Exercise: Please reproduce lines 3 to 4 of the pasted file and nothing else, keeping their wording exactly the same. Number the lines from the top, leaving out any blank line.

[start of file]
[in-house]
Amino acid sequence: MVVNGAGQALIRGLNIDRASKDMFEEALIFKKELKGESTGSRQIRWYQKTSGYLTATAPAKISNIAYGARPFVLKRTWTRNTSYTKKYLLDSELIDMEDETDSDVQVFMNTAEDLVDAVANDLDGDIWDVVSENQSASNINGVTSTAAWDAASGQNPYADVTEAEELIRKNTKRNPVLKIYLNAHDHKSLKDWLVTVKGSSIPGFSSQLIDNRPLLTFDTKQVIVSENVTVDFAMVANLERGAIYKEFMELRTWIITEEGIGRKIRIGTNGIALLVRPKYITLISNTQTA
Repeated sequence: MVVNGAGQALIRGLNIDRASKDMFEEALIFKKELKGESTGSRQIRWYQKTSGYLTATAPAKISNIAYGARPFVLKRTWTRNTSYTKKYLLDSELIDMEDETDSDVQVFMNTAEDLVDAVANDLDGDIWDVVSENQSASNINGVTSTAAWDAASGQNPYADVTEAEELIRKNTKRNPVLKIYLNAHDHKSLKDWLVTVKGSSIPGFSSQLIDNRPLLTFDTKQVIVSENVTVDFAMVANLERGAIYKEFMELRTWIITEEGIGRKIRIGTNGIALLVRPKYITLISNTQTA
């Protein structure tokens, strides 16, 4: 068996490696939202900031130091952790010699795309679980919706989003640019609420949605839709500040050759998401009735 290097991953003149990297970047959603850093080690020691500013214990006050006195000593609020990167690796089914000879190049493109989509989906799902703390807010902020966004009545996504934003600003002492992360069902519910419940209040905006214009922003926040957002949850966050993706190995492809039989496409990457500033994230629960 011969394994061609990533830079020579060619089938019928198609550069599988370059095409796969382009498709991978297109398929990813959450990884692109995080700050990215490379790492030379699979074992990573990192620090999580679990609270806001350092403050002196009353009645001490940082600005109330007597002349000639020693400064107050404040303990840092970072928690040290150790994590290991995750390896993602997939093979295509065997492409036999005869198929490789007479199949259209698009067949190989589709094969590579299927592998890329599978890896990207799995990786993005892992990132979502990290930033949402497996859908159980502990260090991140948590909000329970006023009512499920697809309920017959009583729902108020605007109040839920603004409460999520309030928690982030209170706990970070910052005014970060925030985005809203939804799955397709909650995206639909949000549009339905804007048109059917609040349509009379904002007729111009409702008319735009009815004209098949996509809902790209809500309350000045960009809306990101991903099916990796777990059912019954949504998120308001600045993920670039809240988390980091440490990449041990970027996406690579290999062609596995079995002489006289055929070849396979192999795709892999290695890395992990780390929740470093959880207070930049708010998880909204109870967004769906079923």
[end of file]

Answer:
Repeated sequence: MVVNGAGQALIRGLNIDRASKDMFEEALIFKKELKGESTGSRQIRWYQKTSGYLTATAPAKISNIAYGARPFVLKRTWTRNTSYTKKYLLDSELIDMEDETDSDVQVFMNTAEDLVDAVANDLDGDIWDVVSENQSASNINGVTSTAAWDAASGQNPYADVTEAEELIRKNTKRNPVLKIYLNAHDHKSLKDWLVTVKGSSIPGFSSQLIDNRPLLTFDTKQVIVSENVTVDFAMVANLERGAIYKEFMELRTWIITEEGIGRKIRIGTNGIALLVRPKYITLISNTQTA
């Protein structure tokens, strides 16, 4: 068996490696939202900031130091952790010699795309679980919706989003640019609420949605839709500040050759998401009735 290097991953003149990297970047959603850093080690020691500013214990006050006195000593609020990167690796089914000879190049493109989509989906799902703390807010902020966004009545996504934003600003002492992360069902519910419940209040905006214009922003926040957002949850966050993706190995492809039989496409990457500033994230629960 011969394994061609990533830079020579060619089938019928198609550069599988370059095409796969382009498709991978297109398929990813959450990884692109995080700050990215490379790492030379699979074992990573990192620090999580679990609270806001350092403050002196009353009645001490940082600005109330007597002349000639020693400064107050404040303990840092970072928690040290150790994590290991995750390896993602997939093979295509065997492409036999005869198929490789007479199949259209698009067949190989589709094969590579299927592998890329599978890896990207799995990786993005892992990132979502990290930033949402497996859908159980502990260090991140948590909000329970006023009512499920697809309920017959009583729902108020605007109040839920603004409460999520309030928690982030209170706990970070910052005014970060925030985005809203939804799955397709909650995206639909949000549009339905804007048109059917609040349509009379904002007729111009409702008319735009009815004209098949996509809902790209809500309350000045960009809306990101991903099916990796777990059912019954949504998120308001600045993920670039809240988390980091440490990449041990970027996406690579290999062609596995079995002489006289055929070849396979192999795709892999290695890395992990780390929740470093959880207070930049708010998880909204109870967004769906079923």